On monuments

"Visiting the Chungshan Steles in addition to the powerful character being profoundly fused with the essence of chirographic beauty, we feel an awe-inspiring righteousness flooding in our chests and emerge out of a sentiment to model ourselves on martyrs and past sage's spirits to share themselves with the life of all creatures, carrying forward the cause and forging ahead into the future, so as to set an immortal foundation for the country and establish a peaceful world for all ages."

They said a lot in that one sentence, I don't need to add any more.

Panorama Bonanza

I've thought this for a while, but the last week of exploring Taipei has made me sure: the panorama option is a really underrated iOS camera feature.
  • Square: How stupid, just crop the image later.
  • Video: Very convenient, but so far all I've done is accumulate some shaky footage.
  • Slo-Mo: Still no easy way to export to Instagram or Facebook.
  • Filters: The native iOS options are decent but I still prefer Instagram, or even VSCO's advanced options.
  • HDR: fun to play with at first but the difference between regular and HDR is pretty minimal, and I often prefer the non-HDR version.

I've had a lot of fun taking super wide-angle shot with it since panorama was included in iOS 6 (fall of 2012). Before it became part of iOS, I'd tried a few specialized camera apps, but they always ended up looking funny, and I found one desktop tool called Hugin for stitching pictures together on the computer, but it wasn't that easy to use. I did use it to create a beautiful photo view from the top of the US Bank building in San Francisco.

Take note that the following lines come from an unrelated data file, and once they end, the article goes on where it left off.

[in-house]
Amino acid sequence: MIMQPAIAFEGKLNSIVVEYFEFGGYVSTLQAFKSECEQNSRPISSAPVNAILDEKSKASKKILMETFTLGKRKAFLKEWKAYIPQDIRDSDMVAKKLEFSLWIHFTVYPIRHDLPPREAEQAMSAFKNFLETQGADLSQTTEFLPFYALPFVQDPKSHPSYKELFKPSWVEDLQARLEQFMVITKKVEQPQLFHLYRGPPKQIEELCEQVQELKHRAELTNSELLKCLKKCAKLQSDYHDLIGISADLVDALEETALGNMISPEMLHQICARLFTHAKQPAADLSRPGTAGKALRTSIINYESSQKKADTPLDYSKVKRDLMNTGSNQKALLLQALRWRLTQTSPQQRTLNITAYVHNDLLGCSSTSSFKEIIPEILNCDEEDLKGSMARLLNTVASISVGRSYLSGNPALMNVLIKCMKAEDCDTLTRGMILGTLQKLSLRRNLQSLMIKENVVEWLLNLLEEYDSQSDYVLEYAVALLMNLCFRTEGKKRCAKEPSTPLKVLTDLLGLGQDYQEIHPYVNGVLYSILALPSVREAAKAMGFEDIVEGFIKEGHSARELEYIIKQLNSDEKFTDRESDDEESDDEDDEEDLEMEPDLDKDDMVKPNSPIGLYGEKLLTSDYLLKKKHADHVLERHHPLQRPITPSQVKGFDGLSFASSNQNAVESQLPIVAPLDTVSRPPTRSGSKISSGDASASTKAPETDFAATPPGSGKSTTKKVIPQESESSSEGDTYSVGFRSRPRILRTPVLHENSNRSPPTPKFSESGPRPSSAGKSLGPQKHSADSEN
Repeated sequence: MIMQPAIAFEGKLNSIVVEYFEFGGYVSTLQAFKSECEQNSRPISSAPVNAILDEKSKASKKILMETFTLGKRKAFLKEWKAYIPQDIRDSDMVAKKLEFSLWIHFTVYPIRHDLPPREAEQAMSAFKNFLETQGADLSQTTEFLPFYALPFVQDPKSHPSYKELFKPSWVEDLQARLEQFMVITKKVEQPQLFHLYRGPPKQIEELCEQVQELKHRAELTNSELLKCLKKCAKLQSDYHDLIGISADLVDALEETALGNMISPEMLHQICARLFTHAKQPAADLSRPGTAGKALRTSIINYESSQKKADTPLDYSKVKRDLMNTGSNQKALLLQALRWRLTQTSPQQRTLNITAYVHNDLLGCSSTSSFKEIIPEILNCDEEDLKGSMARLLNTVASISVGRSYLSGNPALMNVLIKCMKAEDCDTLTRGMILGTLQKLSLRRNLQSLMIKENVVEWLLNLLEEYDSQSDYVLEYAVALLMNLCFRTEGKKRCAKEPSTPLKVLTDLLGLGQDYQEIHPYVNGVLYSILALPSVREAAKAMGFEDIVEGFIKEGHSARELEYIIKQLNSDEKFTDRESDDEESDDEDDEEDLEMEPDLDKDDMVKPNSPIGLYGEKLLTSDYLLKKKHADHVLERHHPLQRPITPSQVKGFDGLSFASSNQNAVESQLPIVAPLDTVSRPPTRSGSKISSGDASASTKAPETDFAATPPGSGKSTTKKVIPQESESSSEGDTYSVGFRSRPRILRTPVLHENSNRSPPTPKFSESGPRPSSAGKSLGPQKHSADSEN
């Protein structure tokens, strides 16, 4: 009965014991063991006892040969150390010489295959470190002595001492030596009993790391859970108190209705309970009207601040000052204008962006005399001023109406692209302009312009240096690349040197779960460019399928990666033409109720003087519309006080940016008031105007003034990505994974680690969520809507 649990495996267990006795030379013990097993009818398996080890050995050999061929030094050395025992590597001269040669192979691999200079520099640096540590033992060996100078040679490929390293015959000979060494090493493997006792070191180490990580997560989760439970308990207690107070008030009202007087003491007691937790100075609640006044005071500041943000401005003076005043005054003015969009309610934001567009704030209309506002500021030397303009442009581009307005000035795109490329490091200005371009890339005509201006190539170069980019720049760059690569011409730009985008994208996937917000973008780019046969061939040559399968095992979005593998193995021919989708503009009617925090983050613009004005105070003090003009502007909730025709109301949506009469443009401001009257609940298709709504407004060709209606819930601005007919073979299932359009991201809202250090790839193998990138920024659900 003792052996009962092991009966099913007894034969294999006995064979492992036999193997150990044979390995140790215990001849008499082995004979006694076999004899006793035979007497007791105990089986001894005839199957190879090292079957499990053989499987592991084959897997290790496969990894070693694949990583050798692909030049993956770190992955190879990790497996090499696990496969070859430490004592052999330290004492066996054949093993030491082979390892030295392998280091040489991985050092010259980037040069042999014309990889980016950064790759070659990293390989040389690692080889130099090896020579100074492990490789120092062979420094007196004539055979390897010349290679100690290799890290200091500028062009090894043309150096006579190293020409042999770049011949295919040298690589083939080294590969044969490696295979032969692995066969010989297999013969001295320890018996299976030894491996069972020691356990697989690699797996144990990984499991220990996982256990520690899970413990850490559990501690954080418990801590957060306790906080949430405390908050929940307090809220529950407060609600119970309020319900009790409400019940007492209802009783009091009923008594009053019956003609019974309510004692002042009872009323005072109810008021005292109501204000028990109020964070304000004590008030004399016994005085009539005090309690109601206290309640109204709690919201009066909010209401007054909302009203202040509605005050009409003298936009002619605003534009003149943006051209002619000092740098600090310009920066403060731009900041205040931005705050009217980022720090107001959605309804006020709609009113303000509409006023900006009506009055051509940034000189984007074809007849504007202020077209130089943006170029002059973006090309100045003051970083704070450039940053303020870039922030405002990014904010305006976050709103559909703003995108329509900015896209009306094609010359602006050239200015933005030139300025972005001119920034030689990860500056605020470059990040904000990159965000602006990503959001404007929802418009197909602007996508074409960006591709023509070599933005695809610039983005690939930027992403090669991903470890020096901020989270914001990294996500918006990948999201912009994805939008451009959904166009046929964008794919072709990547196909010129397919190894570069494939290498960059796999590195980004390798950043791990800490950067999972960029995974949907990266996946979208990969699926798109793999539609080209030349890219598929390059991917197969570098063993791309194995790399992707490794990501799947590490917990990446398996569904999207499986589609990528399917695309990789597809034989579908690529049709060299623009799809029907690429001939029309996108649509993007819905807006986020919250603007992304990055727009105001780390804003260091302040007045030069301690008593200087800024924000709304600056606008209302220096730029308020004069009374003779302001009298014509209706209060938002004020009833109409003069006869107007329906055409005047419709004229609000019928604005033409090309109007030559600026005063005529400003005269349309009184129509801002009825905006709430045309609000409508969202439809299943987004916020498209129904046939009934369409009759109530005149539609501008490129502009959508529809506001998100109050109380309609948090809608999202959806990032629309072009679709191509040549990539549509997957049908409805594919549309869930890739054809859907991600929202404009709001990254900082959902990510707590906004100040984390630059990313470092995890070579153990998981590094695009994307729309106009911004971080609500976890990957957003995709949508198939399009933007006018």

I admit, I've got a thing for views, whether from the top of a hill or a tall building, or even just a big open space. Particularly when I'm traveling or visiting touristy sites, taking a picture of up to 240 degrees helps capture the experience of being there.

Here's a photo I took recently on the Rainbow Bridge above Keelung River:
Panorama from Rainbow Bridge

A Visit to Grandma

Yesterday I went over the river and through the woods to Shilin to visit my grandmother (on my father's side) which is the same area where the famous night market is. My grandmother lives in an apartment with one of my uncles and his wife and a live-in caretaker. She's been in that apartment for a couple years; before that she lived with a different uncle. The house we used to visit her in when I was a kid was torn down to make way for what I think is now a public park. I haven't been back to visit that area, and actually I couldn't point it out on map. The details of what happened are beyond me, but it's possible that the whole neighborhood was built on public land, with a semi-legal status like a shantytown. Building- and neighborhood-wise, though, I couldn't tell you the difference between that area and the part of Taipei New City (formerly Taipei County) that my other grandmother lived in.

Sketchy YouTubery: Changing Title & Tags on Old Videos (Nick Pitera, Lin Yu Chun)

Don't get me wrong, I like Nick Pitera's covers -- I first ran across his video entry in a Disney contest for people singing A Whole New World (he sings both parts).

But I still think it's kind of sketch to change the title and tags of a video that's almost two years old to take advantage of the media buzz surrounding Lin Yu Chun, the Taiwanese singing sensation, and his performance of I Will Always Love You (by Dolly Parton, probably most well known as sung by Whitney Houston). If you haven't seen Lin Yu Chun on Taiwan's "Avenue to Stardom," where have you been the last week? Quick, watch it!
 
 
PS My favorite bit from the AP article on Lin Yu Chun?

"Being fat draws a lot of mockery in our society," he said.

To cope with the pain of his exclusion, he locked himself in his room and sang along with the songs of Celine Dion and Mariah Carey .

Lin Yu Chun, we're the same person! 

Update: On the Ellen Show!